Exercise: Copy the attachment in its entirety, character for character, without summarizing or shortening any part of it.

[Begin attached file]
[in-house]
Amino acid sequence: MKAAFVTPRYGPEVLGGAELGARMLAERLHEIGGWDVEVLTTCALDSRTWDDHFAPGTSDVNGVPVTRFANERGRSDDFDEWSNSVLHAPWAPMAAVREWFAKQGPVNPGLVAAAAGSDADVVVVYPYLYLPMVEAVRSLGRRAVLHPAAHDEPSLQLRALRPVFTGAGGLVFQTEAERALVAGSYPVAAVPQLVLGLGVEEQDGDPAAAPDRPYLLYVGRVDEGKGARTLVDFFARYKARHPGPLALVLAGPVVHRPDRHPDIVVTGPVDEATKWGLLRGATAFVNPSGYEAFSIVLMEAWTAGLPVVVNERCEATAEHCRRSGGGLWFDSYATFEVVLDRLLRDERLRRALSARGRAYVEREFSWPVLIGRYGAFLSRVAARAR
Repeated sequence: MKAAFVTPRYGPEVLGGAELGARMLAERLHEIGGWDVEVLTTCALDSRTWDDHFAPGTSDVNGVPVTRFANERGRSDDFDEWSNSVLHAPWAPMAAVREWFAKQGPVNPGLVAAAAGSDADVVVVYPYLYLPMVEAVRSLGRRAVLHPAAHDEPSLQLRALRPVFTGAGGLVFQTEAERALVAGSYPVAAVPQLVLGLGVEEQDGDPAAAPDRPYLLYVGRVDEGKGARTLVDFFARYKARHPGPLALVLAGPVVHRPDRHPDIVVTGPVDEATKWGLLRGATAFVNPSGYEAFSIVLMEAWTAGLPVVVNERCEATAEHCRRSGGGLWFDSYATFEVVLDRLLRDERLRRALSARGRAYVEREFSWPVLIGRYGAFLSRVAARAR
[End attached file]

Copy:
[in-house]
Amino acid sequence: MKAAFVTPRYGPEVLGGAELGARMLAERLHEIGGWDVEVLTTCALDSRTWDDHFAPGTSDVNGVPVTRFANERGRSDDFDEWSNSVLHAPWAPMAAVREWFAKQGPVNPGLVAAAAGSDADVVVVYPYLYLPMVEAVRSLGRRAVLHPAAHDEPSLQLRALRPVFTGAGGLVFQTEAERALVAGSYPVAAVPQLVLGLGVEEQDGDPAAAPDRPYLLYVGRVDEGKGARTLVDFFARYKARHPGPLALVLAGPVVHRPDRHPDIVVTGPVDEATKWGLLRGATAFVNPSGYEAFSIVLMEAWTAGLPVVVNERCEATAEHCRRSGGGLWFDSYATFEVVLDRLLRDERLRRALSARGRAYVEREFSWPVLIGRYGAFLSRVAARAR
Repeated sequence: MKAAFVTPRYGPEVLGGAELGARMLAERLHEIGGWDVEVLTTCALDSRTWDDHFAPGTSDVNGVPVTRFANERGRSDDFDEWSNSVLHAPWAPMAAVREWFAKQGPVNPGLVAAAAGSDADVVVVYPYLYLPMVEAVRSLGRRAVLHPAAHDEPSLQLRALRPVFTGAGGLVFQTEAERALVAGSYPVAAVPQLVLGLGVEEQDGDPAAAPDRPYLLYVGRVDEGKGARTLVDFFARYKARHPGPLALVLAGPVVHRPDRHPDIVVTGPVDEATKWGLLRGATAFVNPSGYEAFSIVLMEAWTAGLPVVVNERCEATAEHCRRSGGGLWFDSYATFEVVLDRLLRDERLRRALSARGRAYVEREFSWPVLIGRYGAFLSRVAARAR